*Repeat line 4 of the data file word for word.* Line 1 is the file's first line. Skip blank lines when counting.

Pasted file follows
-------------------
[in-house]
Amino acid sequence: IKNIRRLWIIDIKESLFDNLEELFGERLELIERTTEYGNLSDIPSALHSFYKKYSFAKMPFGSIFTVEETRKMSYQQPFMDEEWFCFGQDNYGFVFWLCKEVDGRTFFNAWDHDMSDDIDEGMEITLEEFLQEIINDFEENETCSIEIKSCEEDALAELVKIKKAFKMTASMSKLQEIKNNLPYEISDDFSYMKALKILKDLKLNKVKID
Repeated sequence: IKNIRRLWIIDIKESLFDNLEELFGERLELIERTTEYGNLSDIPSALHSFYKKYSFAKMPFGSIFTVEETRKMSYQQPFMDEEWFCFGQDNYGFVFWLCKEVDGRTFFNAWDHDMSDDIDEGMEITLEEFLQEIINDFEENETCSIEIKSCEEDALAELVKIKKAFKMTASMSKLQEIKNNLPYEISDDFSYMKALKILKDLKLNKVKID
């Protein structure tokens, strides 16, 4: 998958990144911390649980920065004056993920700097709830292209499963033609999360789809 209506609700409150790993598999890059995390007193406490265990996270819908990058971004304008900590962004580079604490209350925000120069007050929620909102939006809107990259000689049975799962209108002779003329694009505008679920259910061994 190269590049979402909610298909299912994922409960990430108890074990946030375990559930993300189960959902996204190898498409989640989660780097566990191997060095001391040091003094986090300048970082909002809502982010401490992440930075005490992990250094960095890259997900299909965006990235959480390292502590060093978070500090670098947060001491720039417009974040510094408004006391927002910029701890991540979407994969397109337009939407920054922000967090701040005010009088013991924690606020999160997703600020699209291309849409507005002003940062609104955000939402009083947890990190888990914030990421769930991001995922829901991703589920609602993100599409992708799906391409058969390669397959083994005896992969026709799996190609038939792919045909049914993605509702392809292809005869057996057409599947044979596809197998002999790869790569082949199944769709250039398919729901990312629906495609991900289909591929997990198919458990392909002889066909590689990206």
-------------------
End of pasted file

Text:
């Protein structure tokens, strides 16, 4: 998958990144911390649980920065004056993920700097709830292209499963033609999360789809 209506609700409150790993598999890059995390007193406490265990996270819908990058971004304008900590962004580079604490209350925000120069007050929620909102939006809107990259000689049975799962209108002779003329694009505008679920259910061994 190269590049979402909610298909299912994922409960990430108890074990946030375990559930993300189960959902996204190898498409989640989660780097566990191997060095001391040091003094986090300048970082909002809502982010401490992440930075005490992990250094960095890259997900299909965006990235959480390292502590060093978070500090670098947060001491720039417009974040510094408004006391927002910029701890991540979407994969397109337009939407920054922000967090701040005010009088013991924690606020999160997703600020699209291309849409507005002003940062609104955000939402009083947890990190888990914030990421769930991001995922829901991703589920609602993100599409992708799906391409058969390669397959083994005896992969026709799996190609038939792919045909049914993605509702392809292809005869057996057409599947044979596809197998002999790869790569082949199944769709250039398919729901990312629906495609991900289909591929997990198919458990392909002889066909590689990206």